INTERVIEW – During BioSWOT-Med Alice della Penna is in charge of study zooplankton grazing. She explains what it is, why it is important to measure it and she describe a new “exclusion experiment” to study it during the campaign.
THE INSTRUMENTS OF OCEANOGRAPHERS – Alice della Penna is a biological oceanographer currently working as Lecturer at the Waipapa Taumata Rau University of Auckland, in New Zealand. Her research interests focus on how oceanic currents affect marine life from microbes to large animals such as sharks, seabirds, and marine mammals. During the BioSWOT-Med campaign she will be in charge to study zooplankton grazing.
First off all, what is zooplankton grazing?
Zooplankton grazing is the process by which zooplankton (an extremely diverse group of floating animals that can be microscopic or as large as jellyfish) feed on phytoplankton (floating microalgae). One of the aspects I’ve been growing more and more interested in is not just how currents affect the distribution of marine organisms themselves, but how features such as eddies, meanders, and fronts can impact the relationships between organisms (for example grazing and predation).
Why is it important to measure it?
Phytoplankton play a key role in marine ecosystems and in biogeochemical cycles. However, their role is heavily modulated by their fate. For example, if phytoplankton is grazed by zooplankton that migrate in the water column, the carbon that constitutes that phytoplankton will be transported away from the ocean surface, and it will be ‘exported’ to the deep ocean. This is an important component of the carbon cycle, but it is very hard to quantify, and it is especially difficult to assess how it varies in space and time. Furthermore, it is a mechanism that as far as I know is not well represented in climate models.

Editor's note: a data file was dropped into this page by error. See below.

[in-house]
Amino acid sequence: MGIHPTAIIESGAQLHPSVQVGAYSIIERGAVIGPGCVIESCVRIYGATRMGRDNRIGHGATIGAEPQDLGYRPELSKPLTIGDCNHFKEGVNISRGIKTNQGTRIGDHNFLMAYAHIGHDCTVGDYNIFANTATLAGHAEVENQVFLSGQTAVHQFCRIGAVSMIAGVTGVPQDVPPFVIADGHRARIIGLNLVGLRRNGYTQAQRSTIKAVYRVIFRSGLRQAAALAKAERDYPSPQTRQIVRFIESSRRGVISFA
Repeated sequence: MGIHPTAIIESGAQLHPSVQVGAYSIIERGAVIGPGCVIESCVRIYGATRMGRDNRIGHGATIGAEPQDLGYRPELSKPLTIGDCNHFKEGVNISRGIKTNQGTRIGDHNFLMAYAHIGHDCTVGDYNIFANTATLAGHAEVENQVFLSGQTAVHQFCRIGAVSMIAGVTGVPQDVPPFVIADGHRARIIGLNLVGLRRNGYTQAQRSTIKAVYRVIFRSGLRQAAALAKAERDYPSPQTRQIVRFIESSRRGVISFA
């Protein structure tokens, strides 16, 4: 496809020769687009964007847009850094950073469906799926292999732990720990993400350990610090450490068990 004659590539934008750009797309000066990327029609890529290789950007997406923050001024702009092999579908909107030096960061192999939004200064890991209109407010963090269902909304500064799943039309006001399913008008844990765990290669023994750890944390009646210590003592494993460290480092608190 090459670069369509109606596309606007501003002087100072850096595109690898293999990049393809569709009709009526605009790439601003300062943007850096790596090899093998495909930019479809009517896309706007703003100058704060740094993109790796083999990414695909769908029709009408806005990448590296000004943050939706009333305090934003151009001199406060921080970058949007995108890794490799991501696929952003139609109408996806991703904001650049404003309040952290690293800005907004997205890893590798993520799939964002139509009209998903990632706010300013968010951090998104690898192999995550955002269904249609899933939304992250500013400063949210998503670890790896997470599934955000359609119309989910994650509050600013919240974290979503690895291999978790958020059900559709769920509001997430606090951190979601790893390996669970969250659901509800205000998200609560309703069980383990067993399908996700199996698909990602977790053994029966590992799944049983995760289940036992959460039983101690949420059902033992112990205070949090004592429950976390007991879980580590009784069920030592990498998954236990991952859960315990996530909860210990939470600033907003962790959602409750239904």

During the BioSWOT-Med campaign you will be carrying out an “exclusion experiment” to measure zooplankton grazing. Can you explain what is it and how it works?
There are multiple methods to measure zooplankton grazing which are focused on different types of zooplankton of different sizes. My goal for the BioSWOT-Med campaign is to try a new method to estimate the grazing of vertically migrating zooplankton on phytoplankton living in the epipelagic (the upper layer of the ocean that receives sunlight during the day).
The key idea is to have two mesocosms (two very large aquaria onboard of the R/V L’Atalante) and monitor how the planktonic community they contain changes in time during the night. The ‘day mesocosm’ will contain the phytoplankton and zooplankton that lives all the time in the epipelagic ocean, the other one, the ‘night mesocosm’ will contain organisms that live in the epipelagic during the day and the zooplankton that migrates to the epipelagic as the sun sets from the deep ocean. Therefore, the migrating animals whose grazing we want to estimate are excluded from the ‘day mesocosm’ but not from the ‘night mesocosm’. We will then monitor these two mesocosm during the night and study the differences we obtain between the two. Because we expect everything else to be the same for the two mesocosms (e.g., the physiological cycles of phytoplankton, the digestion of zooplankton, which is impacted by sunlight, etc.) we anticipate that the differences between the phytoplankton abundance and size in the two mesocosms will be the result of the grazing from the migrating zooplankton.
Contact: Tosca Ballerini (firstname.lastname@example.org)